The Scoop: Juvenile Justice Legislation Gets Boost Before New Congress Convenes
Shortly before the Congress adjourned, I introduced legislation to reauthorize the Juvenile Justice and Prevention Act. The legislation updates and strengthens protections for young people in the criminal justice system. Juvenile justice programs help prevent at-risk youth from entering the system as well as help youth in the system become valuable members of communities across the country.
The first Juvenile Justice and Delinquency Prevention Act was passed in 1974 and took a number of steps to improve the treatment of juveniles in the criminal justice system.
The bipartisan reauthorization bill, introduced with Senator Sheldon Whitehouse, sets an important marker and will be an excellent starting point for reauthorization in the new Congress, which will convene on Jan. 6, 2015.
The legislation contains significant accountability measures that I’ve been championing to ensure that funds go to those most in need, and just as importantly it reflects the current fiscal situation of the country.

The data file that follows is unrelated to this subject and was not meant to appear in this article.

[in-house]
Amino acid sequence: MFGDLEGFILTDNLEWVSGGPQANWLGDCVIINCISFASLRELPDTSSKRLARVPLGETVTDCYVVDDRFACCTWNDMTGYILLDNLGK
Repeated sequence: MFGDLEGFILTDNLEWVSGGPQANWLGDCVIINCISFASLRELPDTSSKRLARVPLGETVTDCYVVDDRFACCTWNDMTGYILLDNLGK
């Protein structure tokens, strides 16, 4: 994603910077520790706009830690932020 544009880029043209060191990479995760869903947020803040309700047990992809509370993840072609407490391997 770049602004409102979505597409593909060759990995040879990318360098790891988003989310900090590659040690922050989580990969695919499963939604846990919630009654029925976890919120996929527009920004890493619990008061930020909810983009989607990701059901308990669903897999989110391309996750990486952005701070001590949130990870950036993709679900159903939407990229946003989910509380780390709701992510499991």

The Grassley/Whitehouse bill strengthens several central protections established in the Juvenile Justice and Delinquency Prevention Act, including narrowing the exception for jailing so-called “status offenders” – such as children who are truant, runaway, or violate curfew, alcohol, and tobacco laws. The bill also includes provisions to ensure the continuity of young people’s education while incarcerated; clear direction to states and localities on how to reduce racial and ethnic disparities among incarcerated youth; improved standards for detaining youth to ensure they are not held with or near adults; better reporting of important juvenile justice metrics to the Office of Juvenile Justice and Delinquency Prevention; and provisions to ensure accountability in the use of federal resources devoted to juvenile justice initiatives.
I look forward to continuing work on this bill as we strengthen the juvenile justice system and provide more accountability for the taxpayer dollars being spent to help young people become productive members of society.